There were no differences between groups with respect to HCV viral load or the distribution of HCV genotype (Table 2). Median ALT was significantly (P = 0.05) higher among the HIV/HCV-coinfected group (71 IU/mL; IQR, 39-107) than the HIV/HCV/HTLV-1 triply infected group (48 IU/mL; IQR, 33-90). Of the 58 (41%) patients who received interferon-based therapy, 13 (32%) of HIV/HCV-coinfected and four (44%) of triply infected patients achieved SVR. Overall, 73 (52%) underwent percutaneous liver biopsy; METAVIR histologic scores were similar between groups. However, when fibrosis stage was examined by CD4 cell count stratifying by group (1 and 2), patients with CD4 cell count lower than 200 cells/mm3 had significantly higher fibrosis scores (Mantel-Haenszel P = 0.01); however, no difference was found between Groups 1 and 2 (P value for homogeneity of odds ratio between groups = 0.97) (Table 3).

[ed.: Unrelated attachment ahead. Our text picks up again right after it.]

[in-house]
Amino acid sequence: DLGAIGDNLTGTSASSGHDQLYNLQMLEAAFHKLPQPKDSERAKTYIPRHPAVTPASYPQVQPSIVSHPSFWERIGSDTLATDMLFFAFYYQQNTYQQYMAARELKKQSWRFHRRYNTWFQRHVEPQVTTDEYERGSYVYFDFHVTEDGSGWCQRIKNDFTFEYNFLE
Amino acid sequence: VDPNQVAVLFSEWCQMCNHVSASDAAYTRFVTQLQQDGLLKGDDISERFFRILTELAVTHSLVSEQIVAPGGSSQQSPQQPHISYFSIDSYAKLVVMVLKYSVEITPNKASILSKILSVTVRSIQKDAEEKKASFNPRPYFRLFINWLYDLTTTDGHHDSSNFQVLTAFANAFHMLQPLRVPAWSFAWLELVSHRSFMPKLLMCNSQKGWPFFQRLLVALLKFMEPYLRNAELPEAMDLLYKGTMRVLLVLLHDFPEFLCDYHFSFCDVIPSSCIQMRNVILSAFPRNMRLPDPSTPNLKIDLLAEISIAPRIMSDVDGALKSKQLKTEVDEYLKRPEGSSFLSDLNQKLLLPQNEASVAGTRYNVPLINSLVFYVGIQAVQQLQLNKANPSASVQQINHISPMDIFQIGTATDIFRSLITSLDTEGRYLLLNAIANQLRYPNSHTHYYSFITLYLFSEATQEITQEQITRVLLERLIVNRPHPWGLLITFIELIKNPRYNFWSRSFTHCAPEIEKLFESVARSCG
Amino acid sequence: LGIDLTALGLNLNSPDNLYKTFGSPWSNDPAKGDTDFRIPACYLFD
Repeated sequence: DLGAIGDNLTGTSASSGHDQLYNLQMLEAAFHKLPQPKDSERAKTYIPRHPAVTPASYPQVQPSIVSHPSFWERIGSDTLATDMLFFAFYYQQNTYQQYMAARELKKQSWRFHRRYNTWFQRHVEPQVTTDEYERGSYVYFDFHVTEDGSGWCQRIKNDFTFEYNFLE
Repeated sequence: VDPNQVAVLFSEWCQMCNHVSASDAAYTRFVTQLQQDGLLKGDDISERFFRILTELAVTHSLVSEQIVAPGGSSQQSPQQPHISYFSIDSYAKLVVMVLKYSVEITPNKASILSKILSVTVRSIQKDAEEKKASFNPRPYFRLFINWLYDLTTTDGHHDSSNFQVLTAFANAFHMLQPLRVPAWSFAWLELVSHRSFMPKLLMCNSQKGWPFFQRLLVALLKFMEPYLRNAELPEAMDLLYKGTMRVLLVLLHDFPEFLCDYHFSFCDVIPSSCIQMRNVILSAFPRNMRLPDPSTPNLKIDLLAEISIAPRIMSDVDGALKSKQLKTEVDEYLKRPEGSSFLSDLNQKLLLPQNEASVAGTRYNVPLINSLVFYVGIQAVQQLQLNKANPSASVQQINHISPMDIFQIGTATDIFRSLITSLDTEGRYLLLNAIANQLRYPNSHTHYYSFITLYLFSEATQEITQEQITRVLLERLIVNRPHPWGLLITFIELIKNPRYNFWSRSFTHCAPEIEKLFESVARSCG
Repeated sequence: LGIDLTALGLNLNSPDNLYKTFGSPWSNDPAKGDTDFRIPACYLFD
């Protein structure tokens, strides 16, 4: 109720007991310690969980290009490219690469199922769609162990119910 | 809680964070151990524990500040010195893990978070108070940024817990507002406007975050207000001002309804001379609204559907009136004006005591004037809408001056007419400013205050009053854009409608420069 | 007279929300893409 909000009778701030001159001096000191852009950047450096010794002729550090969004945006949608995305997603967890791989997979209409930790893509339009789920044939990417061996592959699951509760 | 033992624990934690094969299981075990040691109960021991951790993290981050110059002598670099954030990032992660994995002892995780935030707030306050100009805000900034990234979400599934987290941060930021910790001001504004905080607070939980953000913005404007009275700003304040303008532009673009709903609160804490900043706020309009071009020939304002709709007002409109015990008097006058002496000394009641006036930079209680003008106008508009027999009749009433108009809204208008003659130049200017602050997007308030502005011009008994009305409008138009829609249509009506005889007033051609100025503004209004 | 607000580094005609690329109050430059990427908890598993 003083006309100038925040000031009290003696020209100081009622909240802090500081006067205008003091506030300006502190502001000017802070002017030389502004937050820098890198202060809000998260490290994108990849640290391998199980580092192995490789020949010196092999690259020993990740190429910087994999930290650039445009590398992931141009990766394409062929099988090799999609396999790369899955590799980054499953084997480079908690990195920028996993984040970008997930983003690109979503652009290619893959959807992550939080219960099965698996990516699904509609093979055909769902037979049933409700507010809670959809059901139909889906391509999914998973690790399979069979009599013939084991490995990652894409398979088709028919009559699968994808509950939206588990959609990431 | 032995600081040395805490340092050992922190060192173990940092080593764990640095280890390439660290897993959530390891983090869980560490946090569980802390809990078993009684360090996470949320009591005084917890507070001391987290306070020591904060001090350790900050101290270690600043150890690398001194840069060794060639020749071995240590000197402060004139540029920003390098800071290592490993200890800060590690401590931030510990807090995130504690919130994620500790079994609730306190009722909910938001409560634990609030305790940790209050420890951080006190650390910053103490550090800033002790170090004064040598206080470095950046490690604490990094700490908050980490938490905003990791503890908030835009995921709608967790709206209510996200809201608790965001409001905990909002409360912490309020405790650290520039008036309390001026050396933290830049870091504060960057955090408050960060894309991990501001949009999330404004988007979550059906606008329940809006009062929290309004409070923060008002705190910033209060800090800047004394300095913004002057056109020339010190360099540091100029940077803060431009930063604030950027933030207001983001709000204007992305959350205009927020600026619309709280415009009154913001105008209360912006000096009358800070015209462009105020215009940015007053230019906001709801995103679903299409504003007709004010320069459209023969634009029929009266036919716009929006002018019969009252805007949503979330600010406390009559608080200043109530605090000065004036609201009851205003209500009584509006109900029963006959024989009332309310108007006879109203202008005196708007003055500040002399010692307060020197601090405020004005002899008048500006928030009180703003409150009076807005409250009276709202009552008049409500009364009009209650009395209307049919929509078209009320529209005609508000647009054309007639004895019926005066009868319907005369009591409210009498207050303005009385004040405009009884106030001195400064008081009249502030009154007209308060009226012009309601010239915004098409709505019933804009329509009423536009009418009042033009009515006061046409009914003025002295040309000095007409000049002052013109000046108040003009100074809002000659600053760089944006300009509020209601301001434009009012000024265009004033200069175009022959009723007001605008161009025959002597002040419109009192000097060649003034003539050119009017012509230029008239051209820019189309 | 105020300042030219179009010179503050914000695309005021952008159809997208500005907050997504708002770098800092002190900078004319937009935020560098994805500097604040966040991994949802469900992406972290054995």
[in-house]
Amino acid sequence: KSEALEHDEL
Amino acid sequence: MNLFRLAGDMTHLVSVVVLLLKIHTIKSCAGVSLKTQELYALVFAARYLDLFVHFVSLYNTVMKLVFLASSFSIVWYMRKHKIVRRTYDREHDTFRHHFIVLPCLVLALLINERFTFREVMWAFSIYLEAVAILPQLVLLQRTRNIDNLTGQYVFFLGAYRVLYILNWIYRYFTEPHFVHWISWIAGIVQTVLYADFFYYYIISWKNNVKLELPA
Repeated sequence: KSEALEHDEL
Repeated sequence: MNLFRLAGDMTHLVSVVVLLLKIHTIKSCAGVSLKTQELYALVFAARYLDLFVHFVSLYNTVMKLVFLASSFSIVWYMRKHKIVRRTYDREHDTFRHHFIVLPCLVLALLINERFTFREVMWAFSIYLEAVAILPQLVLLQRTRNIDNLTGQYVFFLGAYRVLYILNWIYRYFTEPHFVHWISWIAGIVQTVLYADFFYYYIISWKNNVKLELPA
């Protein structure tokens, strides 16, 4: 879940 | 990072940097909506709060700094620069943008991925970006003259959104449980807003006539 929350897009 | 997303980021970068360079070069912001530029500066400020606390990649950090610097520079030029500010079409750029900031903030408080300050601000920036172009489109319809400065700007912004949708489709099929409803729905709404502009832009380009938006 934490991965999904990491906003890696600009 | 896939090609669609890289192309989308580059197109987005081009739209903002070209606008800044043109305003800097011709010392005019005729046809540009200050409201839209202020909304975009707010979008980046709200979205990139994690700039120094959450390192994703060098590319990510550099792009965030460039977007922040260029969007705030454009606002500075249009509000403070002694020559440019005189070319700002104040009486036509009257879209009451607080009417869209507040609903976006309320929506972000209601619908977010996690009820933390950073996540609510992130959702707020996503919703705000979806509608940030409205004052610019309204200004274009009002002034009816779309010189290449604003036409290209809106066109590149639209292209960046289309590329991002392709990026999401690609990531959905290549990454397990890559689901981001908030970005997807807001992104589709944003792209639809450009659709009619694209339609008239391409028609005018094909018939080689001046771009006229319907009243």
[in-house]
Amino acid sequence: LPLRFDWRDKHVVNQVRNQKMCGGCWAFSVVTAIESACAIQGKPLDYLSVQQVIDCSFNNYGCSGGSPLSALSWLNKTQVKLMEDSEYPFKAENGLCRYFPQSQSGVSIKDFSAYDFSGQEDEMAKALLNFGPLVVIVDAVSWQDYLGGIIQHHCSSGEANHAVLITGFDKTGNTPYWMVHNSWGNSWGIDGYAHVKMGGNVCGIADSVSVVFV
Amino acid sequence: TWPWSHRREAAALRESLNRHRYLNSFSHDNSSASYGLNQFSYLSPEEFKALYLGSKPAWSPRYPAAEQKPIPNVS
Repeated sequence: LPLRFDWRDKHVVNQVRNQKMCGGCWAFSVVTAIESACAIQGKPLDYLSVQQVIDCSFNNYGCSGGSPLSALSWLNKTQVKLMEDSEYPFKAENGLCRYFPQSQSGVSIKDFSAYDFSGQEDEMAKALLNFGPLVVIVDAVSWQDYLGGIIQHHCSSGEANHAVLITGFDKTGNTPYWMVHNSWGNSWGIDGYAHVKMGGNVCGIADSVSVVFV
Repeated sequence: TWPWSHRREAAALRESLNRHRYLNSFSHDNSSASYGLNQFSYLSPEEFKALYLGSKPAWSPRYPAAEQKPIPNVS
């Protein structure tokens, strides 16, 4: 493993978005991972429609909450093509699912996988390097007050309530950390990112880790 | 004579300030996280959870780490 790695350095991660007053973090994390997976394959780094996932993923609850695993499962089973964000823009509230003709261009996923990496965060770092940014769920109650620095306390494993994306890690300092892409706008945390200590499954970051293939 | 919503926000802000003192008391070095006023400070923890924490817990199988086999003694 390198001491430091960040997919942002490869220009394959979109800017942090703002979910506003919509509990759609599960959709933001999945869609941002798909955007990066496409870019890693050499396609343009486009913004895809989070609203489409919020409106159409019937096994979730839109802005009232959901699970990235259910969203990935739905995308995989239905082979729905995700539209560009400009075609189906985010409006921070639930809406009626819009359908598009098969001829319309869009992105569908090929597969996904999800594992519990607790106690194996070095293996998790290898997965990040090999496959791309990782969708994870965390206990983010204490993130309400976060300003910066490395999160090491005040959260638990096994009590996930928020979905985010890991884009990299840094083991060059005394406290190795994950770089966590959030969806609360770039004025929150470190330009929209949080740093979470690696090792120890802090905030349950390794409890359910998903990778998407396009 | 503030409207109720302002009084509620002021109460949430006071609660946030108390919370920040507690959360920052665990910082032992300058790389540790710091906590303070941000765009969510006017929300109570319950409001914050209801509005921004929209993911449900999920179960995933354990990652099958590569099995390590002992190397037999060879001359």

In this comparison of HIV/HCV- and HIV/HCV/HTLV-1-infected patients, the principal findings were that both groups demonstrated similar HIV-related outcomes (CD4 count and HIV viral load), but those with HTLV-1 infection demonstrated differences with respect to hepatic-related outcomes, especially in association with more severe HIV-related immunosuppression (CD4 count). Our study found that a significantly higher proportion of patients in both groups with low CD4 cell count (200 cells/mm3 or less) have greater liver fibrosis damage compared with patients with higher CD4- cell count (greater than 200 cells/mm3). Fibrosis levels were higher among those with CD4 cell counts 200 and lower (P = 0.01) and did not differ by HIV/HCV versus HIV/HCV/HTLV-1 status (P = 0.97). Other evidence of hepatic differences between groups was higher ALT levels in HIV/HCV-coinfected patients compared with HIV/HCV/HTLV-1 triply infected ones; however, ALT was not correlated to HCV RNA viral load or degree of liver fibrosis. This is not unusual, because studies have reported that more than 10% of patients HIV/HCV coinfected show persistently normal ALT even with advanced liver fibrosis.27,28 In contrast to our results, another study did find higher HCV viremia in HIV/HCV/HTLV-2-infected patients compared with HIV/HCV-coinfected patients.21